Society Prizes

The Kihara Prize

The GSJ awards the Kihara Prize to researchers who made a considerable achievement in the field of genetics in honor of Dr. Hitoshi Kihara who contributed on a global scale to the field of genetics and study of revolution with his research centering on wheat.

The GSJ Award for Young Scientists

The GSJ Award for Young Scientists is awarded to GSJ members who are actively conducting exceptional studies in the area of genetics and expected to deliver a great accomplishment in the future.

The GSJ Award for Outstanding Contributions

The GSJ Award for Outstanding Contributions is given to a researcher (a GSJ member, as a principle) who not only made an outstanding contribution to the advancement of the science of genetics as well as the GSJ, but also successfully enlightened the general public to propagate the science of genetics, in recognition of and express gratitude for his or her distinguished service.

The Best Paper Award

The Best Paper Award is established in celebration of the 73rd GSJ Annual Meeting (Tokyo) held in 2001 as the first annual meeting of the 21st century, and given to recognize the most outstanding presentations in the Meeting. By praising excellent works, the GSJ aims to encourage challenging research and inspire those who shape the future of the GSJ, in hope of contributing to the advancement of the science of genetics. The study presented by the award winner will be published in the “Genetics in the 21st Century”, the supplementary publication to the Genes & Genetic Systems (GGS). In addition, starting in the 82nd meeting (Sapporo) in 2010, the previous year’s awardee has been asked to give a lecture in a plenary workshop.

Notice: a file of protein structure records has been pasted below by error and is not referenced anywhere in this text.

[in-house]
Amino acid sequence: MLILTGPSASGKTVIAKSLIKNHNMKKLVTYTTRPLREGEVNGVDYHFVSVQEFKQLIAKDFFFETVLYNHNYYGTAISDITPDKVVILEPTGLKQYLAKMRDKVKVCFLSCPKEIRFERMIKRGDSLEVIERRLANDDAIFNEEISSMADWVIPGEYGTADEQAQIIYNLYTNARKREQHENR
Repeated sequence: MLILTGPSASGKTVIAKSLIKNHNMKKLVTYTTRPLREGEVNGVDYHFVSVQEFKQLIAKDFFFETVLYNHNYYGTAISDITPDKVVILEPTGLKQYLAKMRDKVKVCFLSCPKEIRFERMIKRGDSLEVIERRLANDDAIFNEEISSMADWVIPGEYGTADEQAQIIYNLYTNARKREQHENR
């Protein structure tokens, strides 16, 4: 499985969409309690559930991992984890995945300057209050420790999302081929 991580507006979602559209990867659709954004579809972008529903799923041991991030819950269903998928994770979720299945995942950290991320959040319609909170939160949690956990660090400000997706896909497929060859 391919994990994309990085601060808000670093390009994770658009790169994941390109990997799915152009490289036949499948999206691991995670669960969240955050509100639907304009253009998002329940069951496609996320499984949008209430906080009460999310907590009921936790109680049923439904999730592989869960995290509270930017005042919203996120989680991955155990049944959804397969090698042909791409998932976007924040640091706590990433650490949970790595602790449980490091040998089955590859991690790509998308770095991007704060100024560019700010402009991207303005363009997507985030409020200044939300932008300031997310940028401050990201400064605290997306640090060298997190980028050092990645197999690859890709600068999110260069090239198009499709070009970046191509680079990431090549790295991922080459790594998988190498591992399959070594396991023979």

The GGS Prize

The GGS Prize is given to one or two most outstanding academic papers published in the “Genes and Genetic Systems (GGS)”, a journal of the GSJ. Award-winning papers are selected in a joint meeting by the GGS editorial committee and editorial advisors from those recommended by committee members and advisors. Papers published in 2004 were considered for the GGS Prize 2005.